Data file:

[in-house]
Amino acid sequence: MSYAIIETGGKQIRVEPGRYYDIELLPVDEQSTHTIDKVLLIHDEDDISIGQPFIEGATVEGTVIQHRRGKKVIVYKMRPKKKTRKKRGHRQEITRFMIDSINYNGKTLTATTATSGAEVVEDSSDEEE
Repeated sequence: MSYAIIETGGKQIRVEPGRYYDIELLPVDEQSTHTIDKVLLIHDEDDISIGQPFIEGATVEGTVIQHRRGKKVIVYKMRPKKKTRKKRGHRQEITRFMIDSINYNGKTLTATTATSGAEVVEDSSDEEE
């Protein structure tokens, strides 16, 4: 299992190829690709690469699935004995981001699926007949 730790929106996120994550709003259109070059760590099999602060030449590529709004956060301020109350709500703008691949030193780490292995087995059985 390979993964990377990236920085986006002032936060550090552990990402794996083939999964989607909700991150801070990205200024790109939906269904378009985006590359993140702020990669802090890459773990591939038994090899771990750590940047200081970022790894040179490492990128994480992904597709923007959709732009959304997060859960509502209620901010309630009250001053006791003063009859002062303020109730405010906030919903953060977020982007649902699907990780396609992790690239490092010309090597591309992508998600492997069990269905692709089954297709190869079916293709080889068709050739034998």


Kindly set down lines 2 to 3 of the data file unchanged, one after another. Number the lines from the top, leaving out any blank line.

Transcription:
Amino acid sequence: MSYAIIETGGKQIRVEPGRYYDIELLPVDEQSTHTIDKVLLIHDEDDISIGQPFIEGATVEGTVIQHRRGKKVIVYKMRPKKKTRKKRGHRQEITRFMIDSINYNGKTLTATTATSGAEVVEDSSDEEE
Repeated sequence: MSYAIIETGGKQIRVEPGRYYDIELLPVDEQSTHTIDKVLLIHDEDDISIGQPFIEGATVEGTVIQHRRGKKVIVYKMRPKKKTRKKRGHRQEITRFMIDSINYNGKTLTATTATSGAEVVEDSSDEEE